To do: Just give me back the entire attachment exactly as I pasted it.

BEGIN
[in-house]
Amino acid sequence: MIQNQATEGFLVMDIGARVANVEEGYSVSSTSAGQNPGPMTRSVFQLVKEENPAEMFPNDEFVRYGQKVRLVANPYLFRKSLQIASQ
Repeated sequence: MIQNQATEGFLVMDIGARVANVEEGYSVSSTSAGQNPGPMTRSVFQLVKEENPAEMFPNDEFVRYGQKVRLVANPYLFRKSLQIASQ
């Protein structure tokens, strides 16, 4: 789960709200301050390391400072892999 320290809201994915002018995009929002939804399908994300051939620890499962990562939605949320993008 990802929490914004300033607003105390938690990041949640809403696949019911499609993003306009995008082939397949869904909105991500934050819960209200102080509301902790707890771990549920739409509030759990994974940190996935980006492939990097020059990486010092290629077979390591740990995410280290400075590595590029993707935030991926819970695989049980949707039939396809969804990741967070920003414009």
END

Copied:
[in-house]
Amino acid sequence: MIQNQATEGFLVMDIGARVANVEEGYSVSSTSAGQNPGPMTRSVFQLVKEENPAEMFPNDEFVRYGQKVRLVANPYLFRKSLQIASQ
Repeated sequence: MIQNQATEGFLVMDIGARVANVEEGYSVSSTSAGQNPGPMTRSVFQLVKEENPAEMFPNDEFVRYGQKVRLVANPYLFRKSLQIASQ
């Protein structure tokens, strides 16, 4: 789960709200301050390391400072892999 320290809201994915002018995009929002939804399908994300051939620890499962990562939605949320993008 990802929490914004300033607003105390938690990041949640809403696949019911499609993003306009995008082939397949869904909105991500934050819960209200102080509301902790707890771990549920739409509030759990994974940190996935980006492939990097020059990486010092290629077979390591740990995410280290400075590595590029993707935030991926819970695989049980949707039939396809969804990741967070920003414009």